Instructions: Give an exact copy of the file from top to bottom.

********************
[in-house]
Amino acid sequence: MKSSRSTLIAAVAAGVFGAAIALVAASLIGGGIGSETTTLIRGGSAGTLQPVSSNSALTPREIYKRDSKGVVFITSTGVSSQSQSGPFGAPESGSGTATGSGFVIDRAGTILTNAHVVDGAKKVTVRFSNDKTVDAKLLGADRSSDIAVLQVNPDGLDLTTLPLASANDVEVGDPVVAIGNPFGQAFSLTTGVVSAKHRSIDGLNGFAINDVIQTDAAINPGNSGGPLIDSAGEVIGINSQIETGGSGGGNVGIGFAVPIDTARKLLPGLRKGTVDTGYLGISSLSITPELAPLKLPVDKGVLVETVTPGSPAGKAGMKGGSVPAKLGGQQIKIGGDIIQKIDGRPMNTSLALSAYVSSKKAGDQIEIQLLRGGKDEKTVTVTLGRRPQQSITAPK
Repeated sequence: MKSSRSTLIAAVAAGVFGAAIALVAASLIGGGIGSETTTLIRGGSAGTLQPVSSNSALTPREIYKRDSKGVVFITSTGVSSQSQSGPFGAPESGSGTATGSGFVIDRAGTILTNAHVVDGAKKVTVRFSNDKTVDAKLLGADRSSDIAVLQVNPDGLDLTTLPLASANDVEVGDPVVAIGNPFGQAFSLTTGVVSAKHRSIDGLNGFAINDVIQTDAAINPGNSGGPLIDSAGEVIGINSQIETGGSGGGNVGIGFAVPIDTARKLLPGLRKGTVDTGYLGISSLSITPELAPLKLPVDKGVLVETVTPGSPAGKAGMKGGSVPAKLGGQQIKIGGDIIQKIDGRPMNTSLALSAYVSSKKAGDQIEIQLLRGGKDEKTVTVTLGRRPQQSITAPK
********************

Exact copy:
[in-house]
Amino acid sequence: MKSSRSTLIAAVAAGVFGAAIALVAASLIGGGIGSETTTLIRGGSAGTLQPVSSNSALTPREIYKRDSKGVVFITSTGVSSQSQSGPFGAPESGSGTATGSGFVIDRAGTILTNAHVVDGAKKVTVRFSNDKTVDAKLLGADRSSDIAVLQVNPDGLDLTTLPLASANDVEVGDPVVAIGNPFGQAFSLTTGVVSAKHRSIDGLNGFAINDVIQTDAAINPGNSGGPLIDSAGEVIGINSQIETGGSGGGNVGIGFAVPIDTARKLLPGLRKGTVDTGYLGISSLSITPELAPLKLPVDKGVLVETVTPGSPAGKAGMKGGSVPAKLGGQQIKIGGDIIQKIDGRPMNTSLALSAYVSSKKAGDQIEIQLLRGGKDEKTVTVTLGRRPQQSITAPK
Repeated sequence: MKSSRSTLIAAVAAGVFGAAIALVAASLIGGGIGSETTTLIRGGSAGTLQPVSSNSALTPREIYKRDSKGVVFITSTGVSSQSQSGPFGAPESGSGTATGSGFVIDRAGTILTNAHVVDGAKKVTVRFSNDKTVDAKLLGADRSSDIAVLQVNPDGLDLTTLPLASANDVEVGDPVVAIGNPFGQAFSLTTGVVSAKHRSIDGLNGFAINDVIQTDAAINPGNSGGPLIDSAGEVIGINSQIETGGSGGGNVGIGFAVPIDTARKLLPGLRKGTVDTGYLGISSLSITPELAPLKLPVDKGVLVETVTPGSPAGKAGMKGGSVPAKLGGQQIKIGGDIIQKIDGRPMNTSLALSAYVSSKKAGDQIEIQLLRGGKDEKTVTVTLGRRPQQSITAPK